Do young children with covid-19 have more viral genetic material in their upper airways than adults? A new study says yes. We are not so sure

In a new Research Letter appearing in the journal JAMA Pediatrics, investigatorsaddressed the question as to whether children infected with SARS-CoV-2, the virus that causes covid-19, have lower, similar, or higher amounts of viral genetic material in their upper airways (i.e. nose and throat). It has been observed that young children typically suffer less severe symptoms when infected, but due to relatively early school and day care closures during the outbreak of the covid-19 pandemic, data on whether this also means that children spread the virus less than adults has not been definitively determined. The answers could affect school re-openings. 

In this new study, the quantity of viral genetic material was measured in young children (under age 5), older children (age 5-17), and adults who had mild or moderate covid-19 illnesses. The results imply that children under 5 years old have somewhere between 10 and 100 times the amount of SARS-CoV-2 in their upper airways as compared to older children and adults. This was determined by observing how many cycles of a chemical reaction were needed for a certain threshold to be reached. Samples from children under 5 took around half as many cycles to reach the threshold.  

That said, the quantity of genetic material found in nose and throat swabs is only an indirect measure of how much virus a person might spread because there is no one-to-one correlation between the presence of these molecules and the amount of fully infectious viral particles. It has been observed, for example, that infected persons can test positive for the virus (which is tested by checking for the presence of its genetic material, RNA) for far longer than they are contagious. So, the amount of RNA found in the nose or throat of an infected person may not directly imply that that individual is more contagious. Also, the manner in which this study was conducted may have altered the findings. Chiefly, the researchers excluded a significant number of children from the analysis, including asymptomatic children. Because a large percentage of children are asymptomatic, it may be that if all SARS-CoV-2 infected children had included, the average quantities of viral genetic material detected might have been much lower in the younger age groups. Other children, including those with unknown duration of symptoms or symptoms that had been present for more than one week were also excluded. It is unclear whether this had been the research plan, or whether these decisions were made once the results we analyzed (which would amount to research "cherry picking" in some instances). Therefore, all we can conclude from this study is that among the relatively few children with early symptomatic covid-19, the quantities of viral RNA are higher than older persons.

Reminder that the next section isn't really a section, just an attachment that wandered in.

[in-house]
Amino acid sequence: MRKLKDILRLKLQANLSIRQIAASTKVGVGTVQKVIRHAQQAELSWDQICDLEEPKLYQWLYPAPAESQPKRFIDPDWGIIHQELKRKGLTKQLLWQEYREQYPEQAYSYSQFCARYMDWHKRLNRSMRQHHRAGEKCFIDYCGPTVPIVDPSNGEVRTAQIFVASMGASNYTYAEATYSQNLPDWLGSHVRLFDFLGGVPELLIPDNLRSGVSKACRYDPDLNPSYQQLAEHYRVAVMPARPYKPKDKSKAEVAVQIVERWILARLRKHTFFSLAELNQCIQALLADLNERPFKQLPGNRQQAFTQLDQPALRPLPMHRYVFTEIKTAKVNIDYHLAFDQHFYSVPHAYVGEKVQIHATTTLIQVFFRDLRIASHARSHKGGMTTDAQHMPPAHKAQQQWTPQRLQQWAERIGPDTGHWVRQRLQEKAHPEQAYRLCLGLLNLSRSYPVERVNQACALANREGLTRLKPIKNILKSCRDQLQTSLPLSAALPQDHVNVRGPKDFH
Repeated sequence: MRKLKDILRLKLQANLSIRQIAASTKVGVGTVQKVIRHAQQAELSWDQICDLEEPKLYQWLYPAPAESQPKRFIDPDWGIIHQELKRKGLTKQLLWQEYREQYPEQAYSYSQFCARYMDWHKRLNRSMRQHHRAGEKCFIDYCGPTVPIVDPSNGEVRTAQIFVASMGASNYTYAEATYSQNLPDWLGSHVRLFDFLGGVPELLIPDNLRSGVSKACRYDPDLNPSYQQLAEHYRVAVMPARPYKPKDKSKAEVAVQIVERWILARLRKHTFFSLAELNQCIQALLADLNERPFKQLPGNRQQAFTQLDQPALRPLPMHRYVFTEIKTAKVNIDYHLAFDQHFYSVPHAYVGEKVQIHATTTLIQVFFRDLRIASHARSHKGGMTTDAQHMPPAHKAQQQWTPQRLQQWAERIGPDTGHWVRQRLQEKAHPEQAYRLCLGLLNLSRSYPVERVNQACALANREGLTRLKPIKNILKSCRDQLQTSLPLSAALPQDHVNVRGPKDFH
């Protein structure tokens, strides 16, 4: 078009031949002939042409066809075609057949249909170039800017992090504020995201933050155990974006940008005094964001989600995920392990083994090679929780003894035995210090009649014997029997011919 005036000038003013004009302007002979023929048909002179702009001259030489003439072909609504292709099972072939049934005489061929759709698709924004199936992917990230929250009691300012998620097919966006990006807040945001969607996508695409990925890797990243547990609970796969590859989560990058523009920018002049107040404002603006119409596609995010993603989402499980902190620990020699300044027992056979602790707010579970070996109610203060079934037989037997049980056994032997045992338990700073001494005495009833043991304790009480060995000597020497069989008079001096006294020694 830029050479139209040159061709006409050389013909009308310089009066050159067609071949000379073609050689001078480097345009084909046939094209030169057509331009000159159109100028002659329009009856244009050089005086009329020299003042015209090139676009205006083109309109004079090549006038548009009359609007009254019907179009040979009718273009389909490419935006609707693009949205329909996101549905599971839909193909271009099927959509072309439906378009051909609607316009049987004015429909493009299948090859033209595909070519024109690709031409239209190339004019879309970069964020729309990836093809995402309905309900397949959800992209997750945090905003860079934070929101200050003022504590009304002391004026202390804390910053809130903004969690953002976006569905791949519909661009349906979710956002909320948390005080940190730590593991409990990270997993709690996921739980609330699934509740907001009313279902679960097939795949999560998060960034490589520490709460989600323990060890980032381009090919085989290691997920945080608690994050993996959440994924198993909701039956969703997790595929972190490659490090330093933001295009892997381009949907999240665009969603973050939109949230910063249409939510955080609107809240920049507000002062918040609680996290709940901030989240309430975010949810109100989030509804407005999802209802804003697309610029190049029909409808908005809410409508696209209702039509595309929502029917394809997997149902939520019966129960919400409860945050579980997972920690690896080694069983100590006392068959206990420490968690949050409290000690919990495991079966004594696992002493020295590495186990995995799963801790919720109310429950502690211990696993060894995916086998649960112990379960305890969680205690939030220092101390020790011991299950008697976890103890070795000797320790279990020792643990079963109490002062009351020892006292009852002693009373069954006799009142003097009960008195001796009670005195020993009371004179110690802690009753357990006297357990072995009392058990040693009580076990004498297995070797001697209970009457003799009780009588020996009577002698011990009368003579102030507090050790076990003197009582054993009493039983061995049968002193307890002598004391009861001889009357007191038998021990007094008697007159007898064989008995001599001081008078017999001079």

FDA expands EUA for diagnostic testing

The Food and Drug Administration (FDA) has announced an expansion for the Emergency Use Authorization (EUA) for LabCorp's PCR test that detects SARS-CoV-2's genetic material.  Following the release of data that the test's accuracy was applicable to the general population, the EUA now allows its use for asymptomatic persons as well as for pooled samples. The FDA has been moving towards such allowances since last month, when it expanded its developer templates to include tests conducted under these circumstances.

In a recent update to its testing guidance page, the Centers for Disease Control and Prevention defined pooled testing as a two-part testing strategy. Initially a batch of samples are run together and, if a result is negative, the entire group is deemed negative. A positive result, however, necessitates that each sample be then tested individually. The major benefit behind such a process is the saving of resources when a pooled sample returns positive. Various.

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